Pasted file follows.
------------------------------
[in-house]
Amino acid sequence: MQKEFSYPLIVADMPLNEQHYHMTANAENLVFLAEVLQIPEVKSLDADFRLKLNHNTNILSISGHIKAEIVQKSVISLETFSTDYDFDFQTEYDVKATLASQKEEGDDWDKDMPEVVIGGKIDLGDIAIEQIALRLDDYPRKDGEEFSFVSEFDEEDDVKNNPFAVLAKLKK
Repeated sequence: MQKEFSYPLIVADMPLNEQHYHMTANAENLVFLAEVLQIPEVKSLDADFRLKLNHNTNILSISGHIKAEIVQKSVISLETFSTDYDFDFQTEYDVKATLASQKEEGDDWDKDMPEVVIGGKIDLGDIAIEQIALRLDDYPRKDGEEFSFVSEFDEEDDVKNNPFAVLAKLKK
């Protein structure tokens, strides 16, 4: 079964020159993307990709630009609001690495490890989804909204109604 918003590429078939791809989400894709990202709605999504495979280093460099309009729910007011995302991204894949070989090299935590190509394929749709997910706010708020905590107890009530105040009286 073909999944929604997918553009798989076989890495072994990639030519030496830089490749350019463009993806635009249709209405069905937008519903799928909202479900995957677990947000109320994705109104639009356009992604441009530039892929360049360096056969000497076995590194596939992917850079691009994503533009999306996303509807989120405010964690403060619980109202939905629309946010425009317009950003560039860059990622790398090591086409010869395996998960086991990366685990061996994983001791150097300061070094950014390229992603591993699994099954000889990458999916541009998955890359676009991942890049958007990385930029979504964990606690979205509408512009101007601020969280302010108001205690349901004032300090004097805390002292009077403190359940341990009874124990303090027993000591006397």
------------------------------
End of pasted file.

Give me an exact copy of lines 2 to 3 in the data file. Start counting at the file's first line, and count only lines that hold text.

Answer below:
Amino acid sequence: MQKEFSYPLIVADMPLNEQHYHMTANAENLVFLAEVLQIPEVKSLDADFRLKLNHNTNILSISGHIKAEIVQKSVISLETFSTDYDFDFQTEYDVKATLASQKEEGDDWDKDMPEVVIGGKIDLGDIAIEQIALRLDDYPRKDGEEFSFVSEFDEEDDVKNNPFAVLAKLKK
Repeated sequence: MQKEFSYPLIVADMPLNEQHYHMTANAENLVFLAEVLQIPEVKSLDADFRLKLNHNTNILSISGHIKAEIVQKSVISLETFSTDYDFDFQTEYDVKATLASQKEEGDDWDKDMPEVVIGGKIDLGDIAIEQIALRLDDYPRKDGEEFSFVSEFDEEDDVKNNPFAVLAKLKK